Deep learning algorithms based on real-valued networks have revolutionized the denoising and reconstruction of high-quality SR-SIM images. Structured illumination microscopy (SIM) is an extensively used super-resolution imaging technology due to its ability to double the spatial resolution for live cell imaging beyond the diffraction limit of light (Heintzmann and Huser, 2017; Schermelleh et al., 2019; Demmerle et al., 2017). SR-SIM technology is considered the most straightforward super-resolution (SR) reconstruction method among various other SR approaches since it requires fewer raw SIM samples with low illumination intensity levels (Ströhl and Kaminski, 2016; Zheng et al., 2021). However, the conventional SR-SIM reconstruction algorithms require high SNR raw SIM samples to reconstruct the high-quality SR-SIM images (Huang et al., 2018). Consequently, the reconstruction algorithms are unable to produce high-quality SR-SIM images from raw samples acquired under low SNR conditions (Smith et al., 2021). Several RV-CNN based methods have been developed to denoise and reconstruct the SR-SIM images (Shah et al., 2021; Jin et al., 2020; Chen et al., 2021; Shah et al., 2022). Given that image restoration tasks are challenging and ill-posed problems, this leads to the existence of numerous viable possible solutions in the high-dimensional space during inference (Belthangady and Royer, 2019). Furthermore, the RV-CNNs follow the spectral bias within the Fourier spectrum, learning the low-frequency modes faster than the high-frequency modes (Rahaman et al., 2019). As a result of these concerns, it has been discovered that the SR-SIM images denoised and reconstructed using real-valued deep-learning approaches lose part of the high-frequency information (Shah et al., 2021; Qiao et al., 2021). The gap in the high-frequency information is highly visible in the Fourier spectra of the restored SR-SIM images. As a result, the disparity in the Fourier spectrum of the restored and reference images raises various concerns about the effectiveness of RV-CNNs-based image restoration approaches.

### 1.1 Motivation and contributions

The primary motivation behind this work is to retrieve a restored image that exhibits a Fourier spectrum closely resembling the Fourier spectrum of the reference or ground truth image. There has been very scarce research conducted in this particular context. Qiao et al. (2021) proposed a deep Fourier channel attention network (DFCAN) to overcome the frequency content difference across high-frequency information using Fourier channel attention (FCA) mechanism in the spatial domain. Similarly, Liu et al. (2023) investigated and minimized the gap in the high-frequency components by proposing a dual-domain learning strategy for the reconstruction of SIM images. However, their architecture requires repetitive transformation of features within each block, which impedes the exploration of the full potential of CV-CNNs. This prompted us to initiate additional research in this area, resulting in the formulation of two research questions to investigate this topic:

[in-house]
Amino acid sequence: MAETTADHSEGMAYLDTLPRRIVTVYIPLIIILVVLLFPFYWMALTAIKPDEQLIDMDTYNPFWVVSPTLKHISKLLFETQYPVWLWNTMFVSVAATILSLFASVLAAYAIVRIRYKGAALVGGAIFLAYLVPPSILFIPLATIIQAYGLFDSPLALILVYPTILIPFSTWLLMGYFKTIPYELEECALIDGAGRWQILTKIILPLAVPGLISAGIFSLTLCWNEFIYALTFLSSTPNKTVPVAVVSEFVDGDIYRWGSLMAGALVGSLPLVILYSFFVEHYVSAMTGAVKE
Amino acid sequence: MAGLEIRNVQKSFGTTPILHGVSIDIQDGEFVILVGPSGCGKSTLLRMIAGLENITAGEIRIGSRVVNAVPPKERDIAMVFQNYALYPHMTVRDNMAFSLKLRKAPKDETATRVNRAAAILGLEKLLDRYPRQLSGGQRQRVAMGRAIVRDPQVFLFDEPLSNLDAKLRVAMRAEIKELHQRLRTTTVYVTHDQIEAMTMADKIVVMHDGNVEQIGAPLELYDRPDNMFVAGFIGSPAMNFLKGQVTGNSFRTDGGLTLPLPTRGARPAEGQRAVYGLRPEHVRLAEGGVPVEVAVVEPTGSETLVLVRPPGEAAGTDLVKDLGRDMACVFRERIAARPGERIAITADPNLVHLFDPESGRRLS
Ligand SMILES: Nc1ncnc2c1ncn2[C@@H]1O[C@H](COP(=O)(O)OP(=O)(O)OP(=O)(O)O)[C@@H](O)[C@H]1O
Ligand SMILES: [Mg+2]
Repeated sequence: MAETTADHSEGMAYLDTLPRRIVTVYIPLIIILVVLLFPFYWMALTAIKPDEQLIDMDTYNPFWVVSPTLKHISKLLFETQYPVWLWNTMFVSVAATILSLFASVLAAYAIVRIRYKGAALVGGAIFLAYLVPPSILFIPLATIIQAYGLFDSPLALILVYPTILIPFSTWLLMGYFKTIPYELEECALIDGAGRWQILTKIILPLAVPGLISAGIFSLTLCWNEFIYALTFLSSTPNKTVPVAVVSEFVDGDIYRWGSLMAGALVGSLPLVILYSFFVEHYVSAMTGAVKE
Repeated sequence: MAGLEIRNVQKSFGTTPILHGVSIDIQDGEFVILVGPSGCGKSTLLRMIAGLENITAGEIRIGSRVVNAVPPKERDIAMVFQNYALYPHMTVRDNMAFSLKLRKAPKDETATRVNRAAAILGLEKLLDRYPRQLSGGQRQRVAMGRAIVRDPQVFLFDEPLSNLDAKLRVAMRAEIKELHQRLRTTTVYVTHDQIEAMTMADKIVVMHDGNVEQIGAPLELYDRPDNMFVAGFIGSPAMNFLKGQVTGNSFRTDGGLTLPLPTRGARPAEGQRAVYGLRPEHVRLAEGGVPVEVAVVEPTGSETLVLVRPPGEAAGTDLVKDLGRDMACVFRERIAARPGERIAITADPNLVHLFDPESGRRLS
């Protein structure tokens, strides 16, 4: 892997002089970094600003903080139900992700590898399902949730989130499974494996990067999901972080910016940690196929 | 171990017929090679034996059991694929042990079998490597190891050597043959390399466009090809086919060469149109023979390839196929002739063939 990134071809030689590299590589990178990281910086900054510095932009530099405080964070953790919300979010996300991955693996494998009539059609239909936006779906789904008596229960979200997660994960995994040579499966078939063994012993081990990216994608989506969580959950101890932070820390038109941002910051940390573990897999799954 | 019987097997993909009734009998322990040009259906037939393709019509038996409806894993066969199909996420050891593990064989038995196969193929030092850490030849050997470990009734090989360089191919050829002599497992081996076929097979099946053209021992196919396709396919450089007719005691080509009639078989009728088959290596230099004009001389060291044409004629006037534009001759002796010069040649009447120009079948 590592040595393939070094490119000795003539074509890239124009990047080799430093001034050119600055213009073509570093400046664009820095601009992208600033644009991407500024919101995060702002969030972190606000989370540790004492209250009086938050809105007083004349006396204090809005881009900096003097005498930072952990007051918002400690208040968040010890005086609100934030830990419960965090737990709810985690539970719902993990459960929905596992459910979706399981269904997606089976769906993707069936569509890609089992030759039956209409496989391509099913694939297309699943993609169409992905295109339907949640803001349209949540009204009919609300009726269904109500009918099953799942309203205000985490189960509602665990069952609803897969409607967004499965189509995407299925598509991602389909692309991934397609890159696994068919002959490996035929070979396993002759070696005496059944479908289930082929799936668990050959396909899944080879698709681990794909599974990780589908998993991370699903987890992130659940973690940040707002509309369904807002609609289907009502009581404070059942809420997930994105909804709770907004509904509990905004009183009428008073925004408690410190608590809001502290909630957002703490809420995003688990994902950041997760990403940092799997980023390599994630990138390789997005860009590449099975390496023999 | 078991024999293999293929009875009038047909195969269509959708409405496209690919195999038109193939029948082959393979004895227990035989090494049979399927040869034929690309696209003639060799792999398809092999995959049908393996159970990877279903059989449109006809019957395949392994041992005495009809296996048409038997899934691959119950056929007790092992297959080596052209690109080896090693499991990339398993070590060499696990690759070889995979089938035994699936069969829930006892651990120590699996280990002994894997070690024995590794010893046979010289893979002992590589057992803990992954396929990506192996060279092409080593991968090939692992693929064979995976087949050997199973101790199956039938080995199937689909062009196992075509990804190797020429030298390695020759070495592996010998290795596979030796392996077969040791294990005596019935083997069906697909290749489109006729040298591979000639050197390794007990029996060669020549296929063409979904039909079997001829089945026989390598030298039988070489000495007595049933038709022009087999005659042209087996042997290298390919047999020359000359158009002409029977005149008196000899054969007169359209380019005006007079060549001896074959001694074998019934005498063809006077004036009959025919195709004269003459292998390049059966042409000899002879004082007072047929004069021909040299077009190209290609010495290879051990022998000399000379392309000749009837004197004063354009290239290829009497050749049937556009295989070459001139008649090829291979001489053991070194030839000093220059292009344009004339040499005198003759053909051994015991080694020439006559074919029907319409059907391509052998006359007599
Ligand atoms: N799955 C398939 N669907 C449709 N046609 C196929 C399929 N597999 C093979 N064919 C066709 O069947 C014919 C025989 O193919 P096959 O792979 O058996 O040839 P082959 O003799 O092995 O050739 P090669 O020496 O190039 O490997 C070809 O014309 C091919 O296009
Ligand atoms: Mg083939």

1. Is it possible to perform image denoising and super-resolution entirely in the frequency domain using CV-CNNs?

2. Do CV-CNNS outperform RV-CNNs in terms of generalization performance when applied to previously unseen SR-SIM modalities?

To address these research problems, we propose CV-CNN based image restoration algorithms for denoising and reconstruction of SR-SIM images in the frequency domain rather than the pure spatial domain. This work investigates the full capabilities of CV-CNNs for image restoration problems, intending to reduce the Fourier spectrum difference between the reconstructed and reference SR-SIM images. This work makes the following significant contributions:

• We explore the potential of CV-CNNs and suggest a novel complex-valued attention gate (ℂ-AG).

• We propose two CV-CNN based architectures, named complex-valued collaborative attention network (CV-CAN) and complex-valued dual domain attention network (CV-DDAN), both equipped with complex-valued attention gates for the denoising task.

• Comparison of the proposed CV-CNN with existing RV-CNN architectures for the denoising and knowledge transfer tasks.

• A pure CV-CNN based architecture named complex-valued super-resolution network is designed for the super-resolution task in the frequency representation.

Moreover, we also demonstrate that our proposed complex-valued based denoising architecture CV-DDAN surpasses real-valued CNN based approaches visually as well as in terms of peak-signal-to-noise ratio (PSNR) and structural similarity index measurement (SSIM) values. Similarly, the Fourier spectrum of the resulting denoised images by CV-CNN based approaches is more promising than their real-valued counterparts. We test our proposed architectures on SR-SIM images as well as the commonly used BSD500 benchmark datasets. The results indicate that our proposed methods are not limited to super-resolution microscopic images, but also perform well-across other datasets.

## 2 Materials and methods

This section covers the key components of complex-valued neural networks and the Fast Fourier Transform algorithm used in this work. In addition, the mechanism of the incorporated attention gates is also discussed in this section. Finally, the publicly available datasets are also described in this section. The Red-fairSIM and UNet-fairSIM architectures have already been described in our prior work (Shah et al., 2021) and will not be reiterated here in detail. The Red-fairSIM and UNet-fairSIM methods are based on the combination of fairSIM (Müller et al., 2016) with the RedNet (Mao et al., 2016) and UNet (Ronneberger et al., 2015) architectures (Shah et al., 2021). Both RedNet and UNet methods are constructed using RV-CNNs (Shah et al., 2021).